36 years ago NASA lost 7 astronauts when Challenger exploded

Published: Jan. 28, 2021 at 12:01 AM EST|Updated: Jan. 28, 2022 at 12:01 AM EST
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(Gray News) - On this day 36 years ago, seven astronauts perished when the Space Shuttle Challenger exploded over Cape Canaveral.

STS-51L broke apart 73 seconds after liftoff when a booster engine failed. After an investigation, the cause of the explosion was determined to be an o-ring failure in a solid rocket booster. Cold weather was a contributing factor.

Four years before exploding over Kennedy Space Center, Space Shuttle Challenger creeps through...
Four years before exploding over Kennedy Space Center, Space Shuttle Challenger creeps through the Florida fog on its way to Launch Pad 39A before its first liftoff on the STS-6 mission in 1982.(NASA)

Among the crew was Christa McAuliffe, a high school teacher who was the first civilian to be selected to go to space as part of NASA’s Teacher in Space project. The chosen educators would go into space as payload specialists and return to their classrooms to share their experiences with students. NASA canceled the project in 1990.

Hundreds of thousands of children watched the tragedy from schools across the country.

The crew of the Space Shuttle Challenger, which exploded over Kennedy Space Center on January...
The crew of the Space Shuttle Challenger, which exploded over Kennedy Space Center on January 28, 1986. Left to right: Teacher-in-Space Christa McAuliffe and astronauts Gregory Jarvis, Judith Resnik, Mission Commander Dick Scobee, astronaut Ronald McNair, pilot Mike Smith, and astronaut Ellison Onizuka.(NASA)

President Ronald Reagan addressed the nation hours later from the Oval Office:

“Ladies and gentlemen, I’d planned to speak to you tonight to report on the state of the Union, but the events of earlier today have led me to change those plans. Today is a day for mourning and remembering.

Nancy and I are pained to the core by the tragedy of the shuttle Challenger. We know we share this pain with all of the people of our country. This is truly a national loss.

Nineteen years ago, almost to the day, we lost three astronauts in a terrible accident on the ground. But we’ve never lost an astronaut in flight; we’ve never had a tragedy like this. And perhaps we’ve forgotten the courage it took for the crew of the shuttle; but they, the Challenger Seven, were aware of the dangers, but overcame them and did their jobs brilliantly. We mourn seven heroes: Michael Smith, Dick Scobee, Judith Resnik, Ronald McNair, Ellison Onizuka, Gregory Jarvis, and Christa McAuliffe. We mourn their loss as a nation together.

For the families of the seven, we cannot bear, as you do, the full impact of this tragedy. But we feel the loss, and we’re thinking about you so very much. Your loved ones were daring and brave, and they had that special grace, that special spirit that says, ‘Give me a challenge and I’ll meet it with joy.’ They had a hunger to explore the universe and discover its truths. They wished to serve, and they did. They served all of us.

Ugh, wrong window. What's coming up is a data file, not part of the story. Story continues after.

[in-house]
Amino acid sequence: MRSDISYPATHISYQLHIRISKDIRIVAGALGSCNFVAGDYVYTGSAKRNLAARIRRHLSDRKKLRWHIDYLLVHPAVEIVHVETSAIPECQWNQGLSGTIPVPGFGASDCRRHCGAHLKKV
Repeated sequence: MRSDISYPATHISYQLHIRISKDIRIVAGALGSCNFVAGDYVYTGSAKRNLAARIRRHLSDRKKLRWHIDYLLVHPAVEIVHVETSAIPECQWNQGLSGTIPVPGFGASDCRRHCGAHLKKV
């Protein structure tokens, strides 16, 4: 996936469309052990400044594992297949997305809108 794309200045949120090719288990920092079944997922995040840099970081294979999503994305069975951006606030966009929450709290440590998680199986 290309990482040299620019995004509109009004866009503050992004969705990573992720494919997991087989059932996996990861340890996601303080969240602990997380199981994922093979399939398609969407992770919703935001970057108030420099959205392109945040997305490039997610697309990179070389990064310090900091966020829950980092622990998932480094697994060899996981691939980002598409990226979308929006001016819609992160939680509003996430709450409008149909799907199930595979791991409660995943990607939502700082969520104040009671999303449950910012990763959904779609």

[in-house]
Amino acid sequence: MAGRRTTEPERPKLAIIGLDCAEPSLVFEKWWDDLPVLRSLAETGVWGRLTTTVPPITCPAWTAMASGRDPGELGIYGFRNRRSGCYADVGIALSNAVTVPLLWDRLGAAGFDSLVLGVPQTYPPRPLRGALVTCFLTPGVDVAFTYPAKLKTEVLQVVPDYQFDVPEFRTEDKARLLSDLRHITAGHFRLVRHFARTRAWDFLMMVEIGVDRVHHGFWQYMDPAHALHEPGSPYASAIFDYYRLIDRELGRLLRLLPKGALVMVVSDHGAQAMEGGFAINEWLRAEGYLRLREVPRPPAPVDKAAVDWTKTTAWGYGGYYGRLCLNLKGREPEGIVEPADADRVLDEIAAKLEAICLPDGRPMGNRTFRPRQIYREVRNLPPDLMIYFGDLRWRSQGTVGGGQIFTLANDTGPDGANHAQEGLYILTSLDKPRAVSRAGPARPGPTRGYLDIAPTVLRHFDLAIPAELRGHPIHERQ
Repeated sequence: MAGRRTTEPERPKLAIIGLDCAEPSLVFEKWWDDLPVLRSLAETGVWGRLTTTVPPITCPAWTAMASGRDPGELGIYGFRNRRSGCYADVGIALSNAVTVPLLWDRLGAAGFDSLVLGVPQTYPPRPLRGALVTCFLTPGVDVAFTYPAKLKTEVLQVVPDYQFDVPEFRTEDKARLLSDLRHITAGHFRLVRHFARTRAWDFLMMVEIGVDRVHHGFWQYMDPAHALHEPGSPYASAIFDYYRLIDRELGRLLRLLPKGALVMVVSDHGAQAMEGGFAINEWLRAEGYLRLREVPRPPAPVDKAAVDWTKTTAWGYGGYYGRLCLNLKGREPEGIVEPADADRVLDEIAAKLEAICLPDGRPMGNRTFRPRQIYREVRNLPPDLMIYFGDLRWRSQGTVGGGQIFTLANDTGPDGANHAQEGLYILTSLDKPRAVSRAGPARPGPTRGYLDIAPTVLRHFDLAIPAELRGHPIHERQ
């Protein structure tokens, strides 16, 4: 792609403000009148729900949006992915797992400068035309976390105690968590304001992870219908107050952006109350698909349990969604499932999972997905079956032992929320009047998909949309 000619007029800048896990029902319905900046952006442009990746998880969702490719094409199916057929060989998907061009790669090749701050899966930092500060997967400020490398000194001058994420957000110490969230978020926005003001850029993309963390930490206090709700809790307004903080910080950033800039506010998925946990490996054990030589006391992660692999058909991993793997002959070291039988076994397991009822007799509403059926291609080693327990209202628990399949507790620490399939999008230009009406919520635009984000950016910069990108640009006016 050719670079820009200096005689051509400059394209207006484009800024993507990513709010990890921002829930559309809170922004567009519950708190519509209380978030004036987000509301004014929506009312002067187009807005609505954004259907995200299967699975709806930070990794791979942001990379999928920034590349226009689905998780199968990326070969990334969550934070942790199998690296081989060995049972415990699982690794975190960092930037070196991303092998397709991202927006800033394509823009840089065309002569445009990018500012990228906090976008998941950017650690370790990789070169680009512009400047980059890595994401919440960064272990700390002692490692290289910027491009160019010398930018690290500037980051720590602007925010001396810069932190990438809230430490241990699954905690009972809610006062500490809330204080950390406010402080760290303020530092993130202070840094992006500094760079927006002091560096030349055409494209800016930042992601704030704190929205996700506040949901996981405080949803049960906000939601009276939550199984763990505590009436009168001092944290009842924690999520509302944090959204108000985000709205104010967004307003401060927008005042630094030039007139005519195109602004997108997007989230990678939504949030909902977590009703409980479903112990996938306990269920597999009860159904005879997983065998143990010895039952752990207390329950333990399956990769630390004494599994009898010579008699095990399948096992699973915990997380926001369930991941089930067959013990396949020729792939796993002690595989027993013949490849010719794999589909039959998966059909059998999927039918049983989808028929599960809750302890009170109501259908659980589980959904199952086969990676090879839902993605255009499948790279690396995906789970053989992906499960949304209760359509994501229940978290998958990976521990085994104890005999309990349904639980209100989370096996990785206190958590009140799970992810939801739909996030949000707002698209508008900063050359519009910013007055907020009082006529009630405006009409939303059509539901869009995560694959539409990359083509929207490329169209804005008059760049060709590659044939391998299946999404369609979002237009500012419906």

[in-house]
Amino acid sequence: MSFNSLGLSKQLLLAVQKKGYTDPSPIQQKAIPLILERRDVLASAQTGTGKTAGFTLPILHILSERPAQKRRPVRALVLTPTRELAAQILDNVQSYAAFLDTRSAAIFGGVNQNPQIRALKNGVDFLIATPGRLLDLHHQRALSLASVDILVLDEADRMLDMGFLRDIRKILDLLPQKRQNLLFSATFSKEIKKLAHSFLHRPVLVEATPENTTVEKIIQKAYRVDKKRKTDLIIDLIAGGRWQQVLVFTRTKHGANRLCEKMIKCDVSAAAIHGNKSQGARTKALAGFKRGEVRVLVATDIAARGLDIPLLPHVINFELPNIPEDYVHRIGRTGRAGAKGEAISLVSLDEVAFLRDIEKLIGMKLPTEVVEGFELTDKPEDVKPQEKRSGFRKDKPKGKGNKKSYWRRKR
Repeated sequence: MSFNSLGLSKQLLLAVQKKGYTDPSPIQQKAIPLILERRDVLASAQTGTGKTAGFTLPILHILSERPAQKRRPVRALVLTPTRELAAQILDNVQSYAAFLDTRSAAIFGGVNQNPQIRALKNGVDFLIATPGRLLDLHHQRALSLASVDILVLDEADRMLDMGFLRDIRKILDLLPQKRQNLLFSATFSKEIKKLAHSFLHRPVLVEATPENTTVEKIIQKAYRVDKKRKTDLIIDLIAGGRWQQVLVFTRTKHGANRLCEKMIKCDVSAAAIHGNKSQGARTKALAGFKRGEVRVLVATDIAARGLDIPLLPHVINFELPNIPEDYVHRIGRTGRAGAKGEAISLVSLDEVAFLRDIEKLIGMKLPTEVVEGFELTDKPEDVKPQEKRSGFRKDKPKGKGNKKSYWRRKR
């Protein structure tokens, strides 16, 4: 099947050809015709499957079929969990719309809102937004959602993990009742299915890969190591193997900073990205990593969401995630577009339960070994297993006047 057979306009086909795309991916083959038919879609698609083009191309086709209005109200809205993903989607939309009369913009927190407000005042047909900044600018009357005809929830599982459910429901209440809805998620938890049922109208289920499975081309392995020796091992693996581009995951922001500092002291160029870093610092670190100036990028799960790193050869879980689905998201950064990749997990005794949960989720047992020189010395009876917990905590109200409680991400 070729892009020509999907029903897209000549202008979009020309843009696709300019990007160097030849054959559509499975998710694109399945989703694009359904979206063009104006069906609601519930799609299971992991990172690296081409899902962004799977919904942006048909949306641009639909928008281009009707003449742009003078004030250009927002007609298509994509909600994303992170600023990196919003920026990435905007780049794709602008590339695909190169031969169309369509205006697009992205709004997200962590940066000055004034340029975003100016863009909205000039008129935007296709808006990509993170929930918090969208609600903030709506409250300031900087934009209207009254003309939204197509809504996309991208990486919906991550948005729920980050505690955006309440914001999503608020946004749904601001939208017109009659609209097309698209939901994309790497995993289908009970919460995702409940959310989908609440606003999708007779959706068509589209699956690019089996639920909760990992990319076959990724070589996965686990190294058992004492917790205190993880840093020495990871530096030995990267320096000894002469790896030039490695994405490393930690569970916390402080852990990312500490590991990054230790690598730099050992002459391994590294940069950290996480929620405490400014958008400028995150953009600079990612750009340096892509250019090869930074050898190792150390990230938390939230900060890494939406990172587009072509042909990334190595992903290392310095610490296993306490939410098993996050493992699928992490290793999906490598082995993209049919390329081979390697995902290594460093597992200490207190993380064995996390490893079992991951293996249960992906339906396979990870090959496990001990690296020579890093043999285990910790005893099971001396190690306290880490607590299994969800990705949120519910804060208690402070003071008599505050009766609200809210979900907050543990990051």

We’ve grown used to wonders in this century. It’s hard to dazzle us. But for 25 years the United States space program has been doing just that. We’ve grown used to the idea of space, and perhaps we forget that we’ve only just begun. We’re still pioneers. They, the members of the Challenger crew, were pioneers.

And I want to say something to the schoolchildren of America who were watching the live coverage of the shuttle’s takeoff. I know it is hard to understand, but sometimes painful things like this happen. It’s all part of the process of exploration and discovery. It’s all part of taking a chance and expanding man’s horizons. The future doesn’t belong to the fainthearted; it belongs to the brave. The Challenger crew was pulling us into the future, and we’ll continue to follow them.

I’ve always had great faith in and respect for our space program, and what happened today does nothing to diminish it. We don’t hide our space program. We don’t keep secrets and cover things up. We do it all upfront and in public. That’s the way freedom is, and we wouldn’t change it for a minute.

We’ll continue our quest in space. There will be more shuttle flights and more shuttle crews and, yes, more volunteers, more civilians, more teachers in space. Nothing ends here; our hopes and our journeys continue.

I want to add that I wish I could talk to every man and woman who works for NASA or who worked on this mission and tell them: ‘Your dedication and professionalism have moved and impressed us for decades. And we know of your anguish. We share it.’

There’s a coincidence today. On this day 390 years ago, the great explorer Sir Francis Drake died aboard ship off the coast of Panama. In his lifetime the great frontiers were the oceans, and a historian later said, ‘He lived by the sea, died on it, and was buried in it.’ Well, today we can say of the Challenger crew: Their dedication was, like Drake’s, complete.

The crew of the space shuttle Challenger honored us by the manner in which they lived their lives. We will never forget them, nor the last time we saw them, this morning, as they prepared for their journey and waved goodbye and ‘slipped the surly bonds of earth’ to ‘touch the face of God.”

It took nearly three years for the shuttle program to return to space. On September 29, 1988, Space Shuttle Discovery launched from Kennedy Space Center and returned four days later.

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